It is a problem in Canada, where 2,000 to 3,000 of these young women are brought in every year. Or it’s a problem in the United States, where 20,000 to 40,000 women are trafficked every year. It’s a huge problem throughout the European Union, particularly in Germany, the Netherlands, even Great Britain, even Spain, Italy, Turkey, Greece. You find these women everywhere. You find them in Japan, in Hong Kong. You find them in the strangest of places, like Costa Rica and Dominican Republic.
Wherever there seems to be a lonely guy looking for a woman, you’ll find trafficked women, and the police in every one of these countries and government officials in every one of these countries know these women and girls are there, but don’t do a damn thing about it. This is a Western problem that was created by the insatiable demand of the West.
The smuggling [routes] around the world were established many decades ago for weapons and drugs. It’s far easier to smuggle human beings. The Bohemian borders around the European Union are very easy to cross. You cross the Danube in narrow areas or on boats, you go over the mountains and get yourself into Kosovo and Bosnia into Albania, and you [go] across the Adriatic, and … you get yourself into Italy. … Once they’re in the European Union, it’s just a free-for-all.
You go to a country like … Israel. It’s hugely secure. How in heaven’s [name] do 5,000 women from Moldova, Romania and Ukraine get into Israel? … Some of them [go] overland through the Sinai Desert after landing in Cairo, almost like a biblical trek for them, scary biblical trek.
Then there are all kinds of ways that you can get into North America: under student visas, under temporary work orders, under tourism visas. You can get into Canada by taking a boat. A lot of these freighters come over, and in the back of them are girls and there are women, so when they park their little boats … in Vancouver or in Halifax or Montreal late at night, they’re taken off, and they’re here. …
How dangerous are these traffickers?
Many are extremely dangerous criminals. They will maim you, kill you, slit your throat, whatever it takes to convince the other young women that if you cross them —
A lot of these guys use intimidation factors. … There are people out there who will teach this specific person a lesson, but they’ll never teach it to that girl alone. They make sure 20, 30, 50 or 100 girls were held in the breaking ground see it. You want to fight me? You don’t want to submit to what I just told you to [do]? Let’s get six guys and hold her down, and they make her submit to every indignity in front of all the girls. I met a young woman, and she told me after her friend was beaten, she [had been] ready to fight, [but after] what she saw, she said, in the end, “I just did what they told me to do because I didn’t want to go through that.” Her friend was beaten into unconsciousness, and she never saw her again.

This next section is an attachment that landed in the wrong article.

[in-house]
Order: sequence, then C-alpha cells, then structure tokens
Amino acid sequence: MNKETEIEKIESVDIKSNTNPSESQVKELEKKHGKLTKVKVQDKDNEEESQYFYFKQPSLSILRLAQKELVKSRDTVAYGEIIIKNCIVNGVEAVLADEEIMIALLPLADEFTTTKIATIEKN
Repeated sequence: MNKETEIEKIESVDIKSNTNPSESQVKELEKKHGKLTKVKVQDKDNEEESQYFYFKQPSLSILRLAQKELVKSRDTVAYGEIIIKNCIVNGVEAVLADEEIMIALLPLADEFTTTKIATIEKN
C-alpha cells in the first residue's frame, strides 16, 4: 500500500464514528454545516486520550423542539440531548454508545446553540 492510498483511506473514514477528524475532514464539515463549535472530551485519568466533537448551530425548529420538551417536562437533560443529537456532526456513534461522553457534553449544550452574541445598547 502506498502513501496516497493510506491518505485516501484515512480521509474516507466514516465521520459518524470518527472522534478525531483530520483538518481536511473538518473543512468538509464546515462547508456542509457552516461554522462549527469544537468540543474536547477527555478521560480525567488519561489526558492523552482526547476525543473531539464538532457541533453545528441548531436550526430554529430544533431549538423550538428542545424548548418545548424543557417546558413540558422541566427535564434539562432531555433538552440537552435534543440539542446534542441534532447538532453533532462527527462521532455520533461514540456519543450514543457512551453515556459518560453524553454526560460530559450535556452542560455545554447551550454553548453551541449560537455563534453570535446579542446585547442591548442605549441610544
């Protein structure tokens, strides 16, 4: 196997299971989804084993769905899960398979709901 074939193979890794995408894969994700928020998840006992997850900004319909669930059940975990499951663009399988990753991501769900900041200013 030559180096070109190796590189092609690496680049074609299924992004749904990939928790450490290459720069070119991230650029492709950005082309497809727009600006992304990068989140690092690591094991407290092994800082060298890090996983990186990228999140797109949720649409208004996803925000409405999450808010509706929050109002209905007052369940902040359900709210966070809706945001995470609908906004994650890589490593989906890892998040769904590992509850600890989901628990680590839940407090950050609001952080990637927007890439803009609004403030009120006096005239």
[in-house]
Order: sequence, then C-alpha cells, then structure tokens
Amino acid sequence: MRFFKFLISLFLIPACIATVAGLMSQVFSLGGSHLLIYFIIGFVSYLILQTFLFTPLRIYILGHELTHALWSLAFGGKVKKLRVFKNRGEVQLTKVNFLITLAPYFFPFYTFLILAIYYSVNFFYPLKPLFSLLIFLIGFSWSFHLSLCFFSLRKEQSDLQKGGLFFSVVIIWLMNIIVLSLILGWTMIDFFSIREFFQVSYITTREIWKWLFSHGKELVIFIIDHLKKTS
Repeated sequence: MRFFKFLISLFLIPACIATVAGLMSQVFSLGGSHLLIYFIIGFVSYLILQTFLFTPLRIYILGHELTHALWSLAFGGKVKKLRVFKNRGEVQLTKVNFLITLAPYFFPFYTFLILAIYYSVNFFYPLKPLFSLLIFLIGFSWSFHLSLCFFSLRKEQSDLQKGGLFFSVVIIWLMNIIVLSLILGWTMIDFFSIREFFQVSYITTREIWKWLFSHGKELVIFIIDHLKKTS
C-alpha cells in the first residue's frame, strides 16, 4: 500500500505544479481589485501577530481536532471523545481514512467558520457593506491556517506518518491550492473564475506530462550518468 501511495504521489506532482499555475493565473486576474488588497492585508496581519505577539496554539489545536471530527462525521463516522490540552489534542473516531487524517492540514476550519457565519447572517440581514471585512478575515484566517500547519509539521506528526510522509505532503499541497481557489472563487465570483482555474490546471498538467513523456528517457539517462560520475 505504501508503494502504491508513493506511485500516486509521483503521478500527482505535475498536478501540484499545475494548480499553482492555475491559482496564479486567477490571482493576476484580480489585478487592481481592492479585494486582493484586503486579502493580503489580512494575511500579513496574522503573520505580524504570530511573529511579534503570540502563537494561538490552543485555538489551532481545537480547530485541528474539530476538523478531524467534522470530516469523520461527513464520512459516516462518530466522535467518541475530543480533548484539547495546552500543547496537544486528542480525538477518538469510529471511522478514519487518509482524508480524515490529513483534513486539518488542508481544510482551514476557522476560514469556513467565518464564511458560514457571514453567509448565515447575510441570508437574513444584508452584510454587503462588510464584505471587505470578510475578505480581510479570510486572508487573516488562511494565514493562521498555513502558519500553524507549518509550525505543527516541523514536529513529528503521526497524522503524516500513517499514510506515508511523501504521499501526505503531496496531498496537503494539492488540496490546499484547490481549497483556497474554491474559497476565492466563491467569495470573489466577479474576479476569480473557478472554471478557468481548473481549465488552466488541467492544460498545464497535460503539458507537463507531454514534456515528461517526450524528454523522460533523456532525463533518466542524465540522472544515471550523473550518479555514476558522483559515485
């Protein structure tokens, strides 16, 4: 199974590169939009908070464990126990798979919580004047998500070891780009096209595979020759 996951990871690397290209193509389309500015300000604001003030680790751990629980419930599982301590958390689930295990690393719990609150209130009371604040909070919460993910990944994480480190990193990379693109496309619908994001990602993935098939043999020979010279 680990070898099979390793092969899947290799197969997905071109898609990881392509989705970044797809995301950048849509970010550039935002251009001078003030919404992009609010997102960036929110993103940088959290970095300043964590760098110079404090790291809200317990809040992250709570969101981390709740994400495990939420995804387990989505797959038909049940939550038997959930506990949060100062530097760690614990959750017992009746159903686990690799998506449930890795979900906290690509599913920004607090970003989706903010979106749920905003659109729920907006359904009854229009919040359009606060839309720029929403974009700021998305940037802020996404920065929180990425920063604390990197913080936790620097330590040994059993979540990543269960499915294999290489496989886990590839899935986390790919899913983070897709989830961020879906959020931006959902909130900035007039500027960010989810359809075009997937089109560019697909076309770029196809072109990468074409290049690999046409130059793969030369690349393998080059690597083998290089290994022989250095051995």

A lot of women said that the traffickers’ wives are accomplices. …
… Now, there have been a lot of women who told me that some of the worst, nastiest individuals that they had to work for were not pimps or guys, but female brothel owners or female managers of brothels. They were even more scary than the pimps. …
Do the women make any money at all?
So many of these young women, when they’re recruited, they get to these countries, and they’re told immediately that you owe us $60,000 for the privilege of being smuggled in. … They begin their indentured slavery owing $60,000, and then they get to the point where they actually pay off the $60,000, but then the brothel owner sells her to someone else, to another brothel, and it starts all over again. They get into debt bondage, and they never get out, or the brothel owner will say, “Well, you know what? You didn’t do a really good job with that guy on that day, so you have a $1,000 fine.” A thousand-dollar fine is 10 or 15 to 20 guys, and it goes on and on: “Oh, you have to pay for your lodging, … and then you have to pay for your food.”
… They get enslaved and have to pay for things at exorbitant prices. That’s why they come out with no money. Sometimes they’re given a little bit of money, because at some point these guys know that these women will give up, so they give them a little bit occasionally to send home.
What happens when the women are found by the police? Are they arrested, deported?